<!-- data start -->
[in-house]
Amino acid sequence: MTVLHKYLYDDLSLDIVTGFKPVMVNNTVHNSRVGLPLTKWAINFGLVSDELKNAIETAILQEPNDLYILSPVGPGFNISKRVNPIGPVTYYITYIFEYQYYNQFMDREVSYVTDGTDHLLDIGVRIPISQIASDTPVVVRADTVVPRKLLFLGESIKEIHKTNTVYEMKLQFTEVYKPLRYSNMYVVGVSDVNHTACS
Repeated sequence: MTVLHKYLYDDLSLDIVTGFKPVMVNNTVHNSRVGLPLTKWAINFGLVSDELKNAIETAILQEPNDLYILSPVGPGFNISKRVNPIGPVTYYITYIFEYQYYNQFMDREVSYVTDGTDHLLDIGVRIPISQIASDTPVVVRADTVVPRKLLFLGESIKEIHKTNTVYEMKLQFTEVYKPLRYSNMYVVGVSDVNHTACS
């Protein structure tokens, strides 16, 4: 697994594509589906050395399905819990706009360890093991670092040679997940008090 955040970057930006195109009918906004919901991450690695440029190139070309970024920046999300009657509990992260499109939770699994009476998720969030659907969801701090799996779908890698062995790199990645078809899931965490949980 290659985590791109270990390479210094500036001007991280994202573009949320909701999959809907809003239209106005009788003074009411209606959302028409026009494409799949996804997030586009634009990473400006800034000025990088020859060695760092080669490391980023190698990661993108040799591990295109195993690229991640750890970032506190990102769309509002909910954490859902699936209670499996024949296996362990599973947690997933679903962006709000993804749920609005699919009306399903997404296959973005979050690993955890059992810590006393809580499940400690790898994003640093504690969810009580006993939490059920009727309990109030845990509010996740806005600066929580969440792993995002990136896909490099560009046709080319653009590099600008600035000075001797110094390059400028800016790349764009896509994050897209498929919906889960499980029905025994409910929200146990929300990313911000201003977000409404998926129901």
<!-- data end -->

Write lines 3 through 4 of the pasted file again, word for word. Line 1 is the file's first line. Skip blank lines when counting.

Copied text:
Repeated sequence: MTVLHKYLYDDLSLDIVTGFKPVMVNNTVHNSRVGLPLTKWAINFGLVSDELKNAIETAILQEPNDLYILSPVGPGFNISKRVNPIGPVTYYITYIFEYQYYNQFMDREVSYVTDGTDHLLDIGVRIPISQIASDTPVVVRADTVVPRKLLFLGESIKEIHKTNTVYEMKLQFTEVYKPLRYSNMYVVGVSDVNHTACS
């Protein structure tokens, strides 16, 4: 697994594509589906050395399905819990706009360890093991670092040679997940008090 955040970057930006195109009918906004919901991450690695440029190139070309970024920046999300009657509990992260499109939770699994009476998720969030659907969801701090799996779908890698062995790199990645078809899931965490949980 290659985590791109270990390479210094500036001007991280994202573009949320909701999959809907809003239209106005009788003074009411209606959302028409026009494409799949996804997030586009634009990473400006800034000025990088020859060695760092080669490391980023190698990661993108040799591990295109195993690229991640750890970032506190990102769309509002909910954490859902699936209670499996024949296996362990599973947690997933679903962006709000993804749920609005699919009306399903997404296959973005979050690993955890059992810590006393809580499940400690790898994003640093504690969810009580006993939490059920009727309990109030845990509010996740806005600066929580969440792993995002990136896909490099560009046709080319653009590099600008600035000075001797110094390059400028800016790349764009896509994050897209498929919906889960499980029905025994409910929200146990929300990313911000201003977000409404998926129901």